It's a good read, not only for anyone starting out and wanting to write/produce television, but for more experienced scribes as well. The chapters where Stepakoff reflects on his stint on 'Dawson's Creek' is pretty great insider stuff (how the heck did James Van Der Beek get to wield such a big bat?).
Here's a taste:
When you write one-hour TV—feeding the massive apparatus that produces a $2.5 million mini-movie every six days, day in and day out—you are certainly accustomed to round-the-clock doses of heart-thumping, stomach-churning, no-way-in-hell-will-we-make-the-deadline anxiety. But the panic that gripped the writing staff on Dawson's Creek this particular day was a special kind—an unforgettable kind.
To say that the show was starting to sink would be polite; at this point at the beginning of Season Three, we were already deep, deep, underwater. When I was hired onto the writing staff a few weeks earlier, Dawson's Creek was the hottest show on television. Oh, word was out around town that "The Creek was a crazy place to work" and "Dawson's was a nightmare, beware!" But every writer heard those decrees about every show in town. I mean, unless you were lucky enough to work for Phil Rosenthal on Everybody Loves Raymond, nicknamed by writers as "Everybody Loves Everybody," you knew you'd inevitably put up with a certain amount of insanity if you took a staff gig. That was a given. But the truth is, I had no idea what I was signing up for. I don't think any of the writers really did.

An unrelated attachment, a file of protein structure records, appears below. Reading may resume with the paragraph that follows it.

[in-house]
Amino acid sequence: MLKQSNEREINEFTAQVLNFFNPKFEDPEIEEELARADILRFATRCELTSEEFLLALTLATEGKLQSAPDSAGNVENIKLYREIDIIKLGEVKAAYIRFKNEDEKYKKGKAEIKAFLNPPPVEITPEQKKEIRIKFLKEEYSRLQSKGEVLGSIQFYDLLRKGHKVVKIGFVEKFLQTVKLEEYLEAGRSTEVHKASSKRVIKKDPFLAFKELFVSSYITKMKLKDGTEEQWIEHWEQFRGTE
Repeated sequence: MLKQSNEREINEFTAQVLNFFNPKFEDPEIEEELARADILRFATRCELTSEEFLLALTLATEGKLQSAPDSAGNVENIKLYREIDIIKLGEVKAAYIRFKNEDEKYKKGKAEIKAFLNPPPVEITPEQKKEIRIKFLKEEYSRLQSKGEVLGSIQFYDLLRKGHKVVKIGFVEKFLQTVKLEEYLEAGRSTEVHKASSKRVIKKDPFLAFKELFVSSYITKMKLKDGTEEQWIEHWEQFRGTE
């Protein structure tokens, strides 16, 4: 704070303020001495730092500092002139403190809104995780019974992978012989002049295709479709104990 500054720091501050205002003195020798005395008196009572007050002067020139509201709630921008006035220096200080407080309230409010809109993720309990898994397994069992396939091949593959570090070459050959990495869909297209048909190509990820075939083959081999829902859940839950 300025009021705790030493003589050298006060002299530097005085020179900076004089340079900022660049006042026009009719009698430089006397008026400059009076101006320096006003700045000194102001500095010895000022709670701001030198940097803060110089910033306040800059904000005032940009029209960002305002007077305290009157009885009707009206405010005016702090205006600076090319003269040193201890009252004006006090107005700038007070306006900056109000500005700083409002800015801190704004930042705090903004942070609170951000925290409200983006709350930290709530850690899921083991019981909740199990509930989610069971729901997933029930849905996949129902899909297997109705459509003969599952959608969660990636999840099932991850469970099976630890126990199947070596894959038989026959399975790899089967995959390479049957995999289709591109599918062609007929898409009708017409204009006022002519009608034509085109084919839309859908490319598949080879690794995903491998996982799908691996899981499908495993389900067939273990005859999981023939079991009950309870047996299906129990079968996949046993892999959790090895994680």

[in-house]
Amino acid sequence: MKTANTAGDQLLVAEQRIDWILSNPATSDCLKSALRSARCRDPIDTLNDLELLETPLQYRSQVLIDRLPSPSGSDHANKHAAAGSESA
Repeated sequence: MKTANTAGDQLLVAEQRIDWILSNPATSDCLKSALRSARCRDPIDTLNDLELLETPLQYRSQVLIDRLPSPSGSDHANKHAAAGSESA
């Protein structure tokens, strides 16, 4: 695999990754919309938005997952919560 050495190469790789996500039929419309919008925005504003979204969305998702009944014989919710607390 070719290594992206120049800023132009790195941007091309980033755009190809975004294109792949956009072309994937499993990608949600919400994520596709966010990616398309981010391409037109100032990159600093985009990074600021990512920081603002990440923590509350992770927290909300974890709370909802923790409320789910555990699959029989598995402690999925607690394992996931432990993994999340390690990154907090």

We had been called into the Room to break story, as was our habit; but on this particular day, we had been called much earlier than was our habit. The mind-numbing sound of smashing metal at the body shop on Olympic and Barrington, which our story room overlooked, hadn't even started yet. Like small animals able to sense an oncoming natural disaster, we knew from the position of the sun, the ubiquitous Venti-sized cups, and the alarming quiet, we were officially entering Crisis Mode.
The anxiety was escalating in the Dawson's Creek story room. Tammy Ader stood at one of the five large dry-erase boards mounted on the walls and wrote all sorts of words in a wide variety of cheerful colors. "Pretty in Pink Story!" "Risky Business Part 2!" "Pacey Gets Motorcycle, à la Rebel w/o a Cause." Whenever the story process hits a speed bump, TV writers will often pitch classic paradigms—also known as movies we might be able to rip off. Paul's cheerleading efforts for the possible story lines just made Alex even more disheartened. It's not that he was above stealing from movies. TV writers on deadline will shamelessly pilfer just about anything for inspiration. Current events, bible stories, the sex lives of interns are all fair game for next week's show. Alex hated the tone of Tammy's stories. He championed mysteries, crime stories, and characters that weren't quite like what you'd find on the network that aired Felicity and 7th Heaven. "I sold out," was the explanation Alex oft offered the writing staff as to why he took the Dawson's job. "Sony backed the Brink's truck up to my front door and started dumping money until I just couldn't say no anymore."